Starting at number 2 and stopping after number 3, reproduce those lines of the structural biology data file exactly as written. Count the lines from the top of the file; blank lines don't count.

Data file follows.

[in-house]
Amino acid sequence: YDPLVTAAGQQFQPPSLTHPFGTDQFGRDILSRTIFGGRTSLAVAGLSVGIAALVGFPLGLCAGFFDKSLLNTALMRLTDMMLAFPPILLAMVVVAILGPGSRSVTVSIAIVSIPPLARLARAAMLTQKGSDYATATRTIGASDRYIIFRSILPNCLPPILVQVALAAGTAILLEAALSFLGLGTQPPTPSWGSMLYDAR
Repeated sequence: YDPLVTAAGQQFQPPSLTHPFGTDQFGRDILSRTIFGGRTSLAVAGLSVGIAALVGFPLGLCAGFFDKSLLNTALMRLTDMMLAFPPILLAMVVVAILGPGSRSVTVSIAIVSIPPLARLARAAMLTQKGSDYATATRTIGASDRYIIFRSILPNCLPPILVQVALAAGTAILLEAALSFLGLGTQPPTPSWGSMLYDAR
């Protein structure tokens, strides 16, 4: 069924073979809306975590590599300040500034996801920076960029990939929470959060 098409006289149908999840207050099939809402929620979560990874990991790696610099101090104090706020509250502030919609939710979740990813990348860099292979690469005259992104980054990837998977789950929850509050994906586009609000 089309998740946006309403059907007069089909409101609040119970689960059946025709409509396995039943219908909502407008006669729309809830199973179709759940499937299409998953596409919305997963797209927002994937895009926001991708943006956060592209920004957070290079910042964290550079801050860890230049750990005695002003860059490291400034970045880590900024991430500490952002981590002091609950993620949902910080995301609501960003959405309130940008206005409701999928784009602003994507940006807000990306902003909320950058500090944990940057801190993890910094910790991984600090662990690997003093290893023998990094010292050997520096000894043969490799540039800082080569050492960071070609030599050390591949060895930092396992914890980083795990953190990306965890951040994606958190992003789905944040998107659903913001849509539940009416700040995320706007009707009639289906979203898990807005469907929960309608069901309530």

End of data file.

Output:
Amino acid sequence: YDPLVTAAGQQFQPPSLTHPFGTDQFGRDILSRTIFGGRTSLAVAGLSVGIAALVGFPLGLCAGFFDKSLLNTALMRLTDMMLAFPPILLAMVVVAILGPGSRSVTVSIAIVSIPPLARLARAAMLTQKGSDYATATRTIGASDRYIIFRSILPNCLPPILVQVALAAGTAILLEAALSFLGLGTQPPTPSWGSMLYDAR
Repeated sequence: YDPLVTAAGQQFQPPSLTHPFGTDQFGRDILSRTIFGGRTSLAVAGLSVGIAALVGFPLGLCAGFFDKSLLNTALMRLTDMMLAFPPILLAMVVVAILGPGSRSVTVSIAIVSIPPLARLARAAMLTQKGSDYATATRTIGASDRYIIFRSILPNCLPPILVQVALAAGTAILLEAALSFLGLGTQPPTPSWGSMLYDAR